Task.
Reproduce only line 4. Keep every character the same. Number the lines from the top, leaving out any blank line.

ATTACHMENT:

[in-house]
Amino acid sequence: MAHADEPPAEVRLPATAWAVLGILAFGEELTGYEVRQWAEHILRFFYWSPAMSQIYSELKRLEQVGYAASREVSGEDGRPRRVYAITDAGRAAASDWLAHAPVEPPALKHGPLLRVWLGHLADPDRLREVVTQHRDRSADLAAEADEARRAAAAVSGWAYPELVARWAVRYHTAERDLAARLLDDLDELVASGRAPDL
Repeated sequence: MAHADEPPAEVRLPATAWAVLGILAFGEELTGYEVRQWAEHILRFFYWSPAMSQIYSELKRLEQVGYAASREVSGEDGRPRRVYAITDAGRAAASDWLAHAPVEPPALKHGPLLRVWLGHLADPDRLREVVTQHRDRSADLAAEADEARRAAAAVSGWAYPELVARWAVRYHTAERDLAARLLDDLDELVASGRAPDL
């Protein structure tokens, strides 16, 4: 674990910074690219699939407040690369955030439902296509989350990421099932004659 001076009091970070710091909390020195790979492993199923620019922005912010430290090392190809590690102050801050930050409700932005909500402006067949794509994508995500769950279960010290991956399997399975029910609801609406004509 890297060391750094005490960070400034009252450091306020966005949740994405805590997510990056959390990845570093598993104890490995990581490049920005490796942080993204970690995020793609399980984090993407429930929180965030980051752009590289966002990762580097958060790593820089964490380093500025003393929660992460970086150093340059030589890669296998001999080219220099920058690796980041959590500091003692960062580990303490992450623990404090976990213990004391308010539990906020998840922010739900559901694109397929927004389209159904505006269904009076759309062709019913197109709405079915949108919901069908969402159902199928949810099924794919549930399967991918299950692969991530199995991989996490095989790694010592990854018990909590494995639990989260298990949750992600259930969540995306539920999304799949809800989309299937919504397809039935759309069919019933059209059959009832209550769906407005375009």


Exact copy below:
């Protein structure tokens, strides 16, 4: 674990910074690219699939407040690369955030439902296509989350990421099932004659 001076009091970070710091909390020195790979492993199923620019922005912010430290090392190809590690102050801050930050409700932005909500402006067949794509994508995500769950279960010290991956399997399975029910609801609406004509 890297060391750094005490960070400034009252450091306020966005949740994405805590997510990056959390990845570093598993104890490995990581490049920005490796942080993204970690995020793609399980984090993407429930929180965030980051752009590289966002990762580097958060790593820089964490380093500025003393929660992460970086150093340059030589890669296998001999080219220099920058690796980041959590500091003692960062580990303490992450623990404090976990213990004391308010539990906020998840922010739900559901694109397929927004389209159904505006269904009076759309062709019913197109709405079915949108919901069908969402159902199928949810099924794919549930399967991918299950692969991530199995991989996490095989790694010592990854018990909590494995639990989260298990949750992600259930969540995306539920999304799949809800989309299937919504397809039935759309069919019933059209059959009832209550769906407005375009």